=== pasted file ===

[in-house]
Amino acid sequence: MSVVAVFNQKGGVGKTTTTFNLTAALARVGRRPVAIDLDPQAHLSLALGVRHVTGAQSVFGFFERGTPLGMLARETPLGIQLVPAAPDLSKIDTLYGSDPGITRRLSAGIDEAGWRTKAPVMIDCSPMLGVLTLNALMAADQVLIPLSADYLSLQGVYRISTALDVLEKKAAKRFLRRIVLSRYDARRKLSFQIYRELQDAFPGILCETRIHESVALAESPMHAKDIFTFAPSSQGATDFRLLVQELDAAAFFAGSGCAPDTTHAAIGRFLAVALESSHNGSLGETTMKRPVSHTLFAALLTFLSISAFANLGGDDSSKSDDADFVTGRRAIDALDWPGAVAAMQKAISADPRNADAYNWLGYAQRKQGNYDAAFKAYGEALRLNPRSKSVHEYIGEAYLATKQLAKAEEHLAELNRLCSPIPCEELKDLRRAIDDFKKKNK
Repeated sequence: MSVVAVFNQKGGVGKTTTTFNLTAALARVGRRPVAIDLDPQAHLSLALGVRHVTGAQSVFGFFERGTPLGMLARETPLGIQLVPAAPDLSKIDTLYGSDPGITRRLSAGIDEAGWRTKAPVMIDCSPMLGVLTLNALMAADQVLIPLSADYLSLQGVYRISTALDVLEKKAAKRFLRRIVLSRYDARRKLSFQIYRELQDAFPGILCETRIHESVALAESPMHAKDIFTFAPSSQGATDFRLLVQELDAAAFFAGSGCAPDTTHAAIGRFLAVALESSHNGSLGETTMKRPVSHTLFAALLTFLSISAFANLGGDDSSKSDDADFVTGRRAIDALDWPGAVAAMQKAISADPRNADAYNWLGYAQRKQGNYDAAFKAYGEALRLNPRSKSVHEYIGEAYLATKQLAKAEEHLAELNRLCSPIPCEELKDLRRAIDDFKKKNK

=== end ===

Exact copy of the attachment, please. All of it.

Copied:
[in-house]
Amino acid sequence: MSVVAVFNQKGGVGKTTTTFNLTAALARVGRRPVAIDLDPQAHLSLALGVRHVTGAQSVFGFFERGTPLGMLARETPLGIQLVPAAPDLSKIDTLYGSDPGITRRLSAGIDEAGWRTKAPVMIDCSPMLGVLTLNALMAADQVLIPLSADYLSLQGVYRISTALDVLEKKAAKRFLRRIVLSRYDARRKLSFQIYRELQDAFPGILCETRIHESVALAESPMHAKDIFTFAPSSQGATDFRLLVQELDAAAFFAGSGCAPDTTHAAIGRFLAVALESSHNGSLGETTMKRPVSHTLFAALLTFLSISAFANLGGDDSSKSDDADFVTGRRAIDALDWPGAVAAMQKAISADPRNADAYNWLGYAQRKQGNYDAAFKAYGEALRLNPRSKSVHEYIGEAYLATKQLAKAEEHLAELNRLCSPIPCEELKDLRRAIDDFKKKNK
Repeated sequence: MSVVAVFNQKGGVGKTTTTFNLTAALARVGRRPVAIDLDPQAHLSLALGVRHVTGAQSVFGFFERGTPLGMLARETPLGIQLVPAAPDLSKIDTLYGSDPGITRRLSAGIDEAGWRTKAPVMIDCSPMLGVLTLNALMAADQVLIPLSADYLSLQGVYRISTALDVLEKKAAKRFLRRIVLSRYDARRKLSFQIYRELQDAFPGILCETRIHESVALAESPMHAKDIFTFAPSSQGATDFRLLVQELDAAAFFAGSGCAPDTTHAAIGRFLAVALESSHNGSLGETTMKRPVSHTLFAALLTFLSISAFANLGGDDSSKSDDADFVTGRRAIDALDWPGAVAAMQKAISADPRNADAYNWLGYAQRKQGNYDAAFKAYGEALRLNPRSKSVHEYIGEAYLATKQLAKAEEHLAELNRLCSPIPCEELKDLRRAIDDFKKKNK